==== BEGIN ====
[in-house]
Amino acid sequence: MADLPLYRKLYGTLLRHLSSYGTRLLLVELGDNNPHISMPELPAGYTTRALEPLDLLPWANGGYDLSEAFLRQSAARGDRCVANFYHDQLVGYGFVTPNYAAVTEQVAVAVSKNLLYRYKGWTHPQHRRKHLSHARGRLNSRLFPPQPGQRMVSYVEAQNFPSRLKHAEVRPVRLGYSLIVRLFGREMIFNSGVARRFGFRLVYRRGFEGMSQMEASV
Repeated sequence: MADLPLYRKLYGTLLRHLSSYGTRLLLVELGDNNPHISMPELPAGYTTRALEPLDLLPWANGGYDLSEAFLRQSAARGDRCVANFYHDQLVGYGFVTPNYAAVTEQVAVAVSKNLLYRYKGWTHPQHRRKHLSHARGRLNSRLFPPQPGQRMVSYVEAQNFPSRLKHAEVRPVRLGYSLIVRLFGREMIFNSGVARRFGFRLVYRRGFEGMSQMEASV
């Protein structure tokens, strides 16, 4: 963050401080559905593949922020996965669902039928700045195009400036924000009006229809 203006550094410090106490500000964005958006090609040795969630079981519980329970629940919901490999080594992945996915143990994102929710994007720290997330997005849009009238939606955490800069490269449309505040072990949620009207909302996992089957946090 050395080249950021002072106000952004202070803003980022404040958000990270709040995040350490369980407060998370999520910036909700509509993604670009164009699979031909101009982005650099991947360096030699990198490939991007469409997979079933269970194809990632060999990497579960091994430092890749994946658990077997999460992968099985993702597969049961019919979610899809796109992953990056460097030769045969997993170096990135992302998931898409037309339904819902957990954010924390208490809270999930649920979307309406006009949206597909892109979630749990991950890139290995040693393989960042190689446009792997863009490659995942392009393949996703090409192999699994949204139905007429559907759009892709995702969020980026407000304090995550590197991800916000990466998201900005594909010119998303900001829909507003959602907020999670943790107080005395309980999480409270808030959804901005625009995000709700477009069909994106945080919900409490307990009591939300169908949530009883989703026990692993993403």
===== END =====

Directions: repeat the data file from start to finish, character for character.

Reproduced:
[in-house]
Amino acid sequence: MADLPLYRKLYGTLLRHLSSYGTRLLLVELGDNNPHISMPELPAGYTTRALEPLDLLPWANGGYDLSEAFLRQSAARGDRCVANFYHDQLVGYGFVTPNYAAVTEQVAVAVSKNLLYRYKGWTHPQHRRKHLSHARGRLNSRLFPPQPGQRMVSYVEAQNFPSRLKHAEVRPVRLGYSLIVRLFGREMIFNSGVARRFGFRLVYRRGFEGMSQMEASV
Repeated sequence: MADLPLYRKLYGTLLRHLSSYGTRLLLVELGDNNPHISMPELPAGYTTRALEPLDLLPWANGGYDLSEAFLRQSAARGDRCVANFYHDQLVGYGFVTPNYAAVTEQVAVAVSKNLLYRYKGWTHPQHRRKHLSHARGRLNSRLFPPQPGQRMVSYVEAQNFPSRLKHAEVRPVRLGYSLIVRLFGREMIFNSGVARRFGFRLVYRRGFEGMSQMEASV
């Protein structure tokens, strides 16, 4: 963050401080559905593949922020996965669902039928700045195009400036924000009006229809 203006550094410090106490500000964005958006090609040795969630079981519980329970629940919901490999080594992945996915143990994102929710994007720290997330997005849009009238939606955490800069490269449309505040072990949620009207909302996992089957946090 050395080249950021002072106000952004202070803003980022404040958000990270709040995040350490369980407060998370999520910036909700509509993604670009164009699979031909101009982005650099991947360096030699990198490939991007469409997979079933269970194809990632060999990497579960091994430092890749994946658990077997999460992968099985993702597969049961019919979610899809796109992953990056460097030769045969997993170096990135992302998931898409037309339904819902957990954010924390208490809270999930649920979307309406006009949206597909892109979630749990991950890139290995040693393989960042190689446009792997863009490659995942392009393949996703090409192999699994949204139905007429559907759009892709995702969020980026407000304090995550590197991800916000990466998201900005594909010119998303900001829909507003959602907020999670943790107080005395309980999480409270808030959804901005625009995000709700477009069909994106945080919900409490307990009591939300169908949530009883989703026990692993993403």